Part 1: Personal check-in: What age is too early to diagnose and why? What are s
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What age is too early to diagnose and why?
What are some challenges in diagnosing children, including (but not isolated to) trauma?
Outlining a basic assessment:
What is the presenting issue and why?
What were the secondary issues?
What is the risk assessment?
What is the diagnosis? Explain your rationale.
Part of diagnosing children is assisting parents and managing adjustment in the family system. Review various resources (this can be anything, but the peer-reviewed literature has a lot of information on this topic) and discuss family interventions and family supports. What are the salient considerations? Include your source(s) here as well and cite them appropriately.
Brandon was a 12-year-old boy brought in by his mother for psychiatric evaluation for temper tantrums that seemed to be contributing to declining school performance. The mother became emotional as she reported that things had always been difficult but had become worse after Brandon entered middle school.
Brandon’s sixth-grade teachers reported that he was academically capable but that he had little ability to make friends. He seemed to mistrust the intentions of classmates who tried to be nice to him, and then trusted others who laughingly feigned interest in the toy cars and trucks that he brought to school. The teachers noted that he often cried and rarely spoke in class. In recent months, multiple teachers had heard him screaming at other boys, generally in the hallway but sometimes in the middle of class. The teachers had not identified a cause but generally had not disciplined Brandon because they assumed he was responding to provocation.
When interviewed alone, Brandon responded with nonspontaneous mumbles when asked questions about school, classmates, and his family. When the examiner asked if he was interested in toy cars, however, Brandon lit up. He pulled several cars, trucks, and airplanes from his backpack and, while not making good eye contact, did talk at length about vehicles, using their apparently accurate names (e.g., front-end loader, B-52, Jaguar). When asked again about school, Brandon pulled out his cell phone and showed a string of text messages: “dumbo!!!!, mr stutter, LoSeR, freak!, EVERYBODY HATES YOU.” While the examiner read the long string of texts that Brandon had saved but apparently not previously revealed, Brandon added that other boys would whisper “bad words” to him in class and then scream in his ears in the hall. “And I hate loud noises.” He said he had considered running away, but then had decided that maybe he should just run away to his own bedroom.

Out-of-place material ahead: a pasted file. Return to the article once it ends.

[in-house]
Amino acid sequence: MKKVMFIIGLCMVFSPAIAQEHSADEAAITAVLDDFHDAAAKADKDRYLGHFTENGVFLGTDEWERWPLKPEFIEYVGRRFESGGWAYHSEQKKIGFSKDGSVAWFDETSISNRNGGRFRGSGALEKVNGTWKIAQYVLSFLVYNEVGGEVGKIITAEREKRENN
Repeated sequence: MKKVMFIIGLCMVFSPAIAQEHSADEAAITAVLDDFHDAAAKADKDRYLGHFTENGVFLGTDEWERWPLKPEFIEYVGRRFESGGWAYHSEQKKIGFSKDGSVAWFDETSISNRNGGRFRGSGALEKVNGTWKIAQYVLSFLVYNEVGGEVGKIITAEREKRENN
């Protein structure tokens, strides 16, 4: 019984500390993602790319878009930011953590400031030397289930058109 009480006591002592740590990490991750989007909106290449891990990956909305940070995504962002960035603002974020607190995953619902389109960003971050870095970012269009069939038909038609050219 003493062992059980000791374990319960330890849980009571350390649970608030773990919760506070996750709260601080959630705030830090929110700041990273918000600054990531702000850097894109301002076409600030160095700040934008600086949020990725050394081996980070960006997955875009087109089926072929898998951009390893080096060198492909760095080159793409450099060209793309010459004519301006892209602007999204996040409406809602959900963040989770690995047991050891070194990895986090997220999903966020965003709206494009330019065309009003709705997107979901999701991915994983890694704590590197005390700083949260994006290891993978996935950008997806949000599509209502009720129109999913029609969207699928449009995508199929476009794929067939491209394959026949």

Developmentally, Brandon spoke his first word at age 11 months and began to use short sentences by age 3. He had always been very focused on trucks, cars, and trains. According to his mother, he had always been “very shy” and had never had a best friend. He struggled with jokes and typical childhood banter because “he takes things so literally.” Brandon’s mother had long seen this behavior as “a little odd” but added that it was not much different from that of Brandon’s father, a successful attorney, who had similarly focused interests. Both of them were “sticklers for routine” who “lacked a sense of humor.”
On examination, Brandon was shy and generally nonspontaneous. He made below-average eye contact. His speech was coherent and goal-directed. At times, Brandon stumbled over his words, paused excessively, and sometimes rapidly repeated words or parts of words. Brandon said he felt okay but added he was scared of school. He appeared sad, brightening only when discussing his toy cars. He denied suicidality and homicidal. He denied psychotic symptoms. He was cognitively intact.